art of the state archive

art of the state archive

Banksy, London street art, punk, London photography by Steve Cotton


Banksy’s street art has mysteriously appeared for over two decades, starting just before the turn of the millennium. Banksy quickly developed his own unique stencil style creating images at first in Bristol, in the UK before taking his techniques further afield to Los Angeles, New York, and Austria. His work is now recognised worldwide – unlike Banksy himself whose identity has never been confirmed by the man himself despite lots of conflicting theories being published.

Quick links to Banksy content on artofthestate, read on below for more information:

Banksy Locations Map – a map of Banksy locations updated with the status of all pieces still visible in London.

Banksy News – all the latest blog posts from Art of the State on Banksy

Banksy Books – a comprehensive round up of the many books both official and unofficial about Banksy

Banksy Shows – a guide to some of the the past shows he’s put on

Banksy Official links – a list of official places you can find out more about the artists work

Banksy FAQ – commonly asked questions about Banksy and his work

Full Banksy index on artofthestate.

Banksy - Great British Spraycation
Banksy – Great Yarmouth bus stop Dancers as part of Banksy’s The Great British Spraycation

Hugely ambitious shows such as Turf War in the UK and Barely Legal in Los Angeles bypassed the conventional gallery system and pulled in thousands of visitors. This trend has only continued with further groundbreaking exhibitions always presented with something of a twist – Crude Oils with its subverted oil paintings in a room full of live rats, Dismaland which created the very first Bemusement Park in a disused Lido, Gross Domestic Product Store – his shop that never opened – in Croydon, South London with its subversive homewares range and his seminal take over of an entire institution in the Banksy vs Bristol Museum show.

Banksy Gross Domestic Product store
Banksy’s Gross Domestic Product store – the shop that never opened, in Croydon, UK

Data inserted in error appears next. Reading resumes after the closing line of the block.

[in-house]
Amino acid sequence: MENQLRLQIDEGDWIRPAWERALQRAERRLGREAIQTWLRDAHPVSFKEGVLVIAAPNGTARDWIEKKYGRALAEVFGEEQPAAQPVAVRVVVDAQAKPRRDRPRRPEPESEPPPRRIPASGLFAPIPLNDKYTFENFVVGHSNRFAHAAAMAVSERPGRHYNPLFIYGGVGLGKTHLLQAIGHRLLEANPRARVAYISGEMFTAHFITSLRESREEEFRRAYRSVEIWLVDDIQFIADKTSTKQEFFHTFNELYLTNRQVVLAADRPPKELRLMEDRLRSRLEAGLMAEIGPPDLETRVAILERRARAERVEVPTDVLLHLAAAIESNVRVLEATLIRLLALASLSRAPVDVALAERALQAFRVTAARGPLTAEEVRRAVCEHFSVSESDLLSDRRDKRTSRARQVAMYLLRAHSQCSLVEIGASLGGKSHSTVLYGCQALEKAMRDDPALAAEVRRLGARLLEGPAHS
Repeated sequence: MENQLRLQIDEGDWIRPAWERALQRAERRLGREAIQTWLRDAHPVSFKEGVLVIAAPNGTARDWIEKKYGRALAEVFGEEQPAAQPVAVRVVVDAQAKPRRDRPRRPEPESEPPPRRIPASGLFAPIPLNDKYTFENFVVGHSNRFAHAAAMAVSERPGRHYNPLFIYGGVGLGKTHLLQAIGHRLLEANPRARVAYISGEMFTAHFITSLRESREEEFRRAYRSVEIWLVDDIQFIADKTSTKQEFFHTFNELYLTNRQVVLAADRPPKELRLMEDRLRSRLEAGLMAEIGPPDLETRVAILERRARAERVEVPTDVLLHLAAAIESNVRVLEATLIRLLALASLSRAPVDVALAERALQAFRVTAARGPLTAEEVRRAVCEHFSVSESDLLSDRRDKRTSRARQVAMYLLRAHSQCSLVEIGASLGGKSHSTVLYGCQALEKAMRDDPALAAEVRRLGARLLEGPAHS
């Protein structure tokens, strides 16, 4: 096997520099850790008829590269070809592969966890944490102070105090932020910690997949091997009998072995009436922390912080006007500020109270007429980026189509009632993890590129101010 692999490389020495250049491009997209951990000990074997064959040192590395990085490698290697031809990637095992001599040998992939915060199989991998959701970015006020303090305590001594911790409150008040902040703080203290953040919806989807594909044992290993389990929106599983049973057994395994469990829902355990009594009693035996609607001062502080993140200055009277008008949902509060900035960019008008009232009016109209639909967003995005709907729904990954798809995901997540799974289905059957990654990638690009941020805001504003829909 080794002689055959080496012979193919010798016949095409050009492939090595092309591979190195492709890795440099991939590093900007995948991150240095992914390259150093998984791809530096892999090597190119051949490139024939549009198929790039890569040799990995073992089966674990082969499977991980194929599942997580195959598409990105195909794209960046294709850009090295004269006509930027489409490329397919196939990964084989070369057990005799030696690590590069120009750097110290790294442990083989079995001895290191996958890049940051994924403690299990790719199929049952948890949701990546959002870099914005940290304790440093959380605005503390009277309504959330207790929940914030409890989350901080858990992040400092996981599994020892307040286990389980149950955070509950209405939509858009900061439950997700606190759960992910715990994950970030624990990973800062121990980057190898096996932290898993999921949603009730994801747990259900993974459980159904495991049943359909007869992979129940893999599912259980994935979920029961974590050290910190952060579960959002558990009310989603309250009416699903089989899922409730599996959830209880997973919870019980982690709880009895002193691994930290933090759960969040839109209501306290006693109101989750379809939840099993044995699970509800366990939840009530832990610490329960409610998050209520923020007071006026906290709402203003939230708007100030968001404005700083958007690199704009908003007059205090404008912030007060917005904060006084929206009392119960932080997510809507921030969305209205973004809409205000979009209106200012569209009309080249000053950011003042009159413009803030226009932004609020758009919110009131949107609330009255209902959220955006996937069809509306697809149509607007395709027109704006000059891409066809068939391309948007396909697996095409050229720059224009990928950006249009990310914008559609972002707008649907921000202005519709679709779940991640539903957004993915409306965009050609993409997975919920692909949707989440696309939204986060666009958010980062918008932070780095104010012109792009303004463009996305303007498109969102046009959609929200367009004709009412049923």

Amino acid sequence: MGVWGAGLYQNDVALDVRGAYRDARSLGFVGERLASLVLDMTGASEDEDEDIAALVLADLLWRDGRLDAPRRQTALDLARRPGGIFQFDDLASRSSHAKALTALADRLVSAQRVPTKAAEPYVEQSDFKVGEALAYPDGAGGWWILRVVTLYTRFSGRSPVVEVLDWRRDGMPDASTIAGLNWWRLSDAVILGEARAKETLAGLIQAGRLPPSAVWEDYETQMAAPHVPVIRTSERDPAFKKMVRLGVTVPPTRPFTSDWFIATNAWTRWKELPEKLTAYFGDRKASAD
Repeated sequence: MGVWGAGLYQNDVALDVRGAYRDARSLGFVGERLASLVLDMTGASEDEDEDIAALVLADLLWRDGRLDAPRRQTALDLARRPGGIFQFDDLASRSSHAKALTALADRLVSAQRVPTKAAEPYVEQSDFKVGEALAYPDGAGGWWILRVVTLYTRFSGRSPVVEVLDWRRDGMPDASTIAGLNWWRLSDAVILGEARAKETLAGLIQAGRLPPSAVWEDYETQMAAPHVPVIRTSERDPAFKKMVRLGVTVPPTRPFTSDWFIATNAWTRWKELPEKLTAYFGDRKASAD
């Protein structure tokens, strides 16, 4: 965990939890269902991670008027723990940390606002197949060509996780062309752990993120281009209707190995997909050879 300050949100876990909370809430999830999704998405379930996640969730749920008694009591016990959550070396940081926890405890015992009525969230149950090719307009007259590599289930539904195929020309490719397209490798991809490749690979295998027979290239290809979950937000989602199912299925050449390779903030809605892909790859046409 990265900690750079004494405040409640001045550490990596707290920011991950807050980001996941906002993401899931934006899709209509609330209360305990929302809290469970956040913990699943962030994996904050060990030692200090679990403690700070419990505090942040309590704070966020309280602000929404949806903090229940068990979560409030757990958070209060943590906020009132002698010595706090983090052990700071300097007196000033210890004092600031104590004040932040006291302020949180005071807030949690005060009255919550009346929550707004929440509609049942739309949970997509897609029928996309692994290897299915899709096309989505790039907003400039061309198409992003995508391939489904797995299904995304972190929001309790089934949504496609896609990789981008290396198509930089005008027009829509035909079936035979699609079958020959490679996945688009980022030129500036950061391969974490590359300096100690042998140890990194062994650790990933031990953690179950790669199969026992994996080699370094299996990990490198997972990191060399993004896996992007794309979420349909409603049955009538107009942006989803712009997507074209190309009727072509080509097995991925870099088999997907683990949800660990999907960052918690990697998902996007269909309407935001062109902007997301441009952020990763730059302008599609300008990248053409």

Much has been talked about Banksy’s desire to keep his identity secret. The simple fact is that the more you look the more confused you will become – and why look anyway? After over 20 years in the shadows its clear Banksy doesn’t want his face splashed all over the tabloids and that’s something worth respecting in the age of a celebrity obsessed culture. Plus, what he does is at times, well, criminal damage.

Over these pages, you can find some of the many photos I’ve taken of Banksy’s work since he first hit London but if you always want the latest, conformed pieces then follow Banksy’s Instagram.

Latest Banksy news: Find out how Banksy supported the Colston 4 defendants with a T-Shirt. See photos of his Spraycation and the impact that his ‘Create escape’ piece had on the campaign to turn Reading Gaol into an arts centre. Banksy posts go all the way back to around 2003

Banksy Bristol T-Shirt detail
Banksy Bristol T-shirt detail (photo:

Banksy Street work: Includes a complete guide to the best work still visible in London, key pieces such as No Future in Southampton and the Cheltenham

Banksy Index

All images copyright Steve Cotton / artofthestate
unless stated otherwise - Usage and requests
Banksy Blog
London 2016 to 2020
London 2011 to 2015
London 2006 to 2010
London 2000 to 2005
Bristol pre 2000
Other UK locations
Turf War (2003)
Crude Oils (2005)
Barely Legal (2006)
Bristol Museum (2009)
Gross Domestic Product Store (2019)
Cans Festival (2008)
Dismaland (2015)
Banksy Books
Banksy Prints
Banksy Films
Locations map